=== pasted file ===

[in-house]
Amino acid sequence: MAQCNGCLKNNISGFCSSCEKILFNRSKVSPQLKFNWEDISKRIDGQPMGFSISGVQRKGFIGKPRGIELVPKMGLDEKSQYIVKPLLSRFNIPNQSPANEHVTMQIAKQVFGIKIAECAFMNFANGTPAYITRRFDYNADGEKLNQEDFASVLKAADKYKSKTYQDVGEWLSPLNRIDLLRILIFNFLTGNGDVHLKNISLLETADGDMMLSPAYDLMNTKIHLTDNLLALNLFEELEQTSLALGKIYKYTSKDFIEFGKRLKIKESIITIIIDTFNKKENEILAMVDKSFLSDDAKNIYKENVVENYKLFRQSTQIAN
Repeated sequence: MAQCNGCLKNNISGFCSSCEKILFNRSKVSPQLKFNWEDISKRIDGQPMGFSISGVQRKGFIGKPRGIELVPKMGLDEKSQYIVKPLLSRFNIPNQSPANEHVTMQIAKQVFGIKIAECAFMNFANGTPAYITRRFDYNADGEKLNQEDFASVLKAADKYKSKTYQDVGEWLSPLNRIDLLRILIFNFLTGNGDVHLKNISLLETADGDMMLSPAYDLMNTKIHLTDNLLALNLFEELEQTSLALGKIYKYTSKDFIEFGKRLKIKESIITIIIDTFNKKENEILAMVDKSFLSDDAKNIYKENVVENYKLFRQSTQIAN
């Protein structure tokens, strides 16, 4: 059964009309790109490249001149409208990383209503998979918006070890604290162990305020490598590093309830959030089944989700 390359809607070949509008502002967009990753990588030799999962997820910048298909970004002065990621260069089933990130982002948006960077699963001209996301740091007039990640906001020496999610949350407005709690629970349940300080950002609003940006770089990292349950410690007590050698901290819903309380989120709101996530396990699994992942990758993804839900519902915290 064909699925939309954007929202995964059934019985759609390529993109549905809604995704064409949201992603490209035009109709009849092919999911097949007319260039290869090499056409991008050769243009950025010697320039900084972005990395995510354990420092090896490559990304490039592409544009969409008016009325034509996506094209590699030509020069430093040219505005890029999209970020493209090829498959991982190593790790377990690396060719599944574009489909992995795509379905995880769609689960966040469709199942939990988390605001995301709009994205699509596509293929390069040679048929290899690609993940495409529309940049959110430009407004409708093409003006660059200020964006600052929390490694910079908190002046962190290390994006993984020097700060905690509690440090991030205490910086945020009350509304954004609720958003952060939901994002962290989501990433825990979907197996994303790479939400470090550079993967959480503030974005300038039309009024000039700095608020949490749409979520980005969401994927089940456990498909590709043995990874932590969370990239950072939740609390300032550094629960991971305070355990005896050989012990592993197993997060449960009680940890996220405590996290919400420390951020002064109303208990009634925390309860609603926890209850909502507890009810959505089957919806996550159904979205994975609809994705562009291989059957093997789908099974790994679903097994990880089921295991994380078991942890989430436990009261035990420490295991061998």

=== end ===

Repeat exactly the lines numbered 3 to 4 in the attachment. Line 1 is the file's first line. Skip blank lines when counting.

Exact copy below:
Repeated sequence: MAQCNGCLKNNISGFCSSCEKILFNRSKVSPQLKFNWEDISKRIDGQPMGFSISGVQRKGFIGKPRGIELVPKMGLDEKSQYIVKPLLSRFNIPNQSPANEHVTMQIAKQVFGIKIAECAFMNFANGTPAYITRRFDYNADGEKLNQEDFASVLKAADKYKSKTYQDVGEWLSPLNRIDLLRILIFNFLTGNGDVHLKNISLLETADGDMMLSPAYDLMNTKIHLTDNLLALNLFEELEQTSLALGKIYKYTSKDFIEFGKRLKIKESIITIIIDTFNKKENEILAMVDKSFLSDDAKNIYKENVVENYKLFRQSTQIAN
């Protein structure tokens, strides 16, 4: 059964009309790109490249001149409208990383209503998979918006070890604290162990305020490598590093309830959030089944989700 390359809607070949509008502002967009990753990588030799999962997820910048298909970004002065990621260069089933990130982002948006960077699963001209996301740091007039990640906001020496999610949350407005709690629970349940300080950002609003940006770089990292349950410690007590050698901290819903309380989120709101996530396990699994992942990758993804839900519902915290 064909699925939309954007929202995964059934019985759609390529993109549905809604995704064409949201992603490209035009109709009849092919999911097949007319260039290869090499056409991008050769243009950025010697320039900084972005990395995510354990420092090896490559990304490039592409544009969409008016009325034509996506094209590699030509020069430093040219505005890029999209970020493209090829498959991982190593790790377990690396060719599944574009489909992995795509379905995880769609689960966040469709199942939990988390605001995301709009994205699509596509293929390069040679048929290899690609993940495409529309940049959110430009407004409708093409003006660059200020964006600052929390490694910079908190002046962190290390994006993984020097700060905690509690440090991030205490910086945020009350509304954004609720958003952060939901994002962290989501990433825990979907197996994303790479939400470090550079993967959480503030974005300038039309009024000039700095608020949490749409979520980005969401994927089940456990498909590709043995990874932590969370990239950072939740609390300032550094629960991971305070355990005896050989012990592993197993997060449960009680940890996220405590996290919400420390951020002064109303208990009634925390309860609603926890209850909502507890009810959505089957919806996550159904979205994975609809994705562009291989059957093997789908099974790994679903097994990880089921295991994380078991942890989430436990009261035990420490295991061998």